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Bisa Butler transforms forgotten photos into beautiful quilts

Bisa Butler shows off her newest quilt, "Jumping the Broom," which will debut at Expo Chicago September 18 - 22. Butler says, "When African Americans were enslaved, plantation owners sometimes forbade marriage or didn’t perform proper ceremonies for slaves. In some cases a broom was placed in front of a couple and they would jump over it. Jumping the broom was considered a marital ceremony."

When Bisa Butler posts a photo of her latest project on Instagram, she writes, “There is zero paint on this artwork.” That’s because people assume she’s showing a painting. But a closer look reveals that the rich colors and interesting patterns that bring her subjects alive come from materials such as cotton, silk and velvet. Butler is a quilter and she uses this medium to represent the stories of people that time has forgotten.

From the time she was a little girl, Butler has loved making art. She recalls spending most of her time at preschool in the art studio and having lots of coloring books and Play-Doh at home. She chuckles at the memories and says, “It was such a treat to get a new pack of Crayola crayons, especially the kind with a sharpener in the back.”

By the time Butler got to Columbia High School, she knew she wanted to pursue a career in art and went on to earn a degree in fine art at Howard University. Butler combined her love of art with education and taught in the Newark Public Schools, later returning to CHS for four years to teach Art 1, fibers, design and drawing.

It wasn’t until she pursued a master of fine arts at Montclair State University that Butler tried quilting. She admits that she hadn’t considered quilting to be art because fibers were never part of her formal art training. One of her projects included making a quilted oven mitt as a piece of art and she says, “That was the moment my life changed. I had loved to sew and make clothes – now I could combine it with art.”

“I Am Not Your Negro” is a new work inspired by the Black intellectuals such as W.E.B Dubois, James Baldwin, and Ta-Nehisi Coates and those who traveled outside of the United States to be able to have careers as writers, poets, philosophers, artists and thinkers.

\Her final project was pivotal as well. Butler had planned to submit a painting that she had made of her grandmother Violet. Unfortunately, Violet thought she had painted her to look too old so Butler scrapped it. That’s when inspiration struck. Noticing anew her grandmother’s wedding picture displayed on a dresser, she decided to represent the portrait on a quilt.

Using the sewing skills and cloth that Violet had passed on to her, as well as lots of lace – they reminded her of the dresses her grandmother would have worn to church in her home town of New Orleans – and other pieces that spoke to her personality, she pieced together the portrait. When her professor saw the quilt, they both realized she had created something new and different.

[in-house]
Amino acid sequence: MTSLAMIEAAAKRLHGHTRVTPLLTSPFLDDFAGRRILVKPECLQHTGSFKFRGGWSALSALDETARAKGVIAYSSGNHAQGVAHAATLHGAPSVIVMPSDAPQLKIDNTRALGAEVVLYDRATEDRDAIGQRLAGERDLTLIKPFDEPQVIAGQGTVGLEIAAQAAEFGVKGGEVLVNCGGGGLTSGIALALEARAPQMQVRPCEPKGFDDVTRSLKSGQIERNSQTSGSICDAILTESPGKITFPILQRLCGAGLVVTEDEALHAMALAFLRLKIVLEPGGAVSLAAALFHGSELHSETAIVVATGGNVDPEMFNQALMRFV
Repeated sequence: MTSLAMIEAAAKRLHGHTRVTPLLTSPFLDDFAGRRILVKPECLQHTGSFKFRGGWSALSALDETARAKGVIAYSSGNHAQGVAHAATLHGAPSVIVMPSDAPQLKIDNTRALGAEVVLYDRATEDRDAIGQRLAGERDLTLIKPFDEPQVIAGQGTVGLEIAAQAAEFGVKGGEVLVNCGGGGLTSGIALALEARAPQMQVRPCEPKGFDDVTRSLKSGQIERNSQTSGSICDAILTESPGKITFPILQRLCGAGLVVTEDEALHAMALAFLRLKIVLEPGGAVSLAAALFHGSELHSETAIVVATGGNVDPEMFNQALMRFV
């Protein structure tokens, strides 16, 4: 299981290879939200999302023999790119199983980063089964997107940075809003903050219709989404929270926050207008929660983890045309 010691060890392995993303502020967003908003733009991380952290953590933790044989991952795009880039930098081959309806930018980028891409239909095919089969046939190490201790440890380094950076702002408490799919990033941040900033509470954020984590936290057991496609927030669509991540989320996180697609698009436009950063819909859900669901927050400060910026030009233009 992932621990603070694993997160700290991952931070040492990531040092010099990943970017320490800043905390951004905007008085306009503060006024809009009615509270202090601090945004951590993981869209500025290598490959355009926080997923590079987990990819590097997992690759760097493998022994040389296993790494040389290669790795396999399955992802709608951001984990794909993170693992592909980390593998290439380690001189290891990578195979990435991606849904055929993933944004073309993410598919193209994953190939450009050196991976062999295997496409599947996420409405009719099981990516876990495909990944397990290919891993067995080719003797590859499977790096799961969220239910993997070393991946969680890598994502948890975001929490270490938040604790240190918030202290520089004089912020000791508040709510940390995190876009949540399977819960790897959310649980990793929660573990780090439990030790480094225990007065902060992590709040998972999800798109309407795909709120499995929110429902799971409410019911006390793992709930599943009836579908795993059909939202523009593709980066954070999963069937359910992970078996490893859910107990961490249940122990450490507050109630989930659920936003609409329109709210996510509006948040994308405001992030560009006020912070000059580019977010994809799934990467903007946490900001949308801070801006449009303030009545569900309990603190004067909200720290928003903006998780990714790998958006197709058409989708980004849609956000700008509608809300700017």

Butler has been quilting ever since, turning to that first experience for future efforts. For each series, she uses vintage photos that are full figures; most are pre-1960. Many of her photos come from a good friend who enjoys scouring estate sales. Butler finds others from the Library of Congress – images that are in the public domain. She says, “I always want to make people look good, not forlorn or destitute.” She’ll fix up their hair or put a pair of shoes on someone who has none.

Butler made this quilt to honor the lives of four little girls; Addie Mae Collins, Denise McNair, Carole Robertson and Cynthia Wesley who were murdered in a church bomb set by the KKK on September 15, 1963.

Last year, Butler left her teaching position at CHS so she could pursue her art full time. And this past June she was inducted into the Columbia High School Hall of Fame for her art. “My business has exploded,” she says, adding that her waiting list is 200 people long. Each quilt takes two to four weeks to complete, resulting in roughly 30 quilts per year. She can’t wrap her head around when she’ll be able to get to the end of the list.

Butler is in the enviable position of choosing her subjects; none of her work is commissioned. “I need to find a connection with an image,” she says. “Sometimes it’s the body language or the entire pose of the group itself.”

One of her latest pieces is taken from the photo of an African American baseball team from Morris Brown College. The team members were from the class of 1899 of the first educational institution in Georgia to be owned and operated independently by African Americans. This was well before the Negro League and just several decades after the Civil War ended. Butler found it fascinating that this group of men, proudly wearing their team shirts, were enjoying an American pastime despite the systematic repression they had undoubtedly experienced in society.

These figures are from a series Butler is doing on a baseball team from the class of 1899 at Morris Brown College, the first educational institution in Georgia to be owned and operated independently by African Americans.

Butler has shown her work as part of the Kinsey Collection at Walt Disney World, the Smithsonian Museum of African American History and Culture, and at Miami Art Basel. Institutions that have acquired her work include the Art Institute of Chicago, the 21c Museum Hotels, and the Minneapolis Institute of Art. Look for her solo shows this fall at EXPO Chicago and in 2020 at the Katonah Museum of Art and the Art Institute of Chicago.

Ellen Donker is awed by Bisa Butler’s ability to piece together fabric to tell an important story with each quilt.


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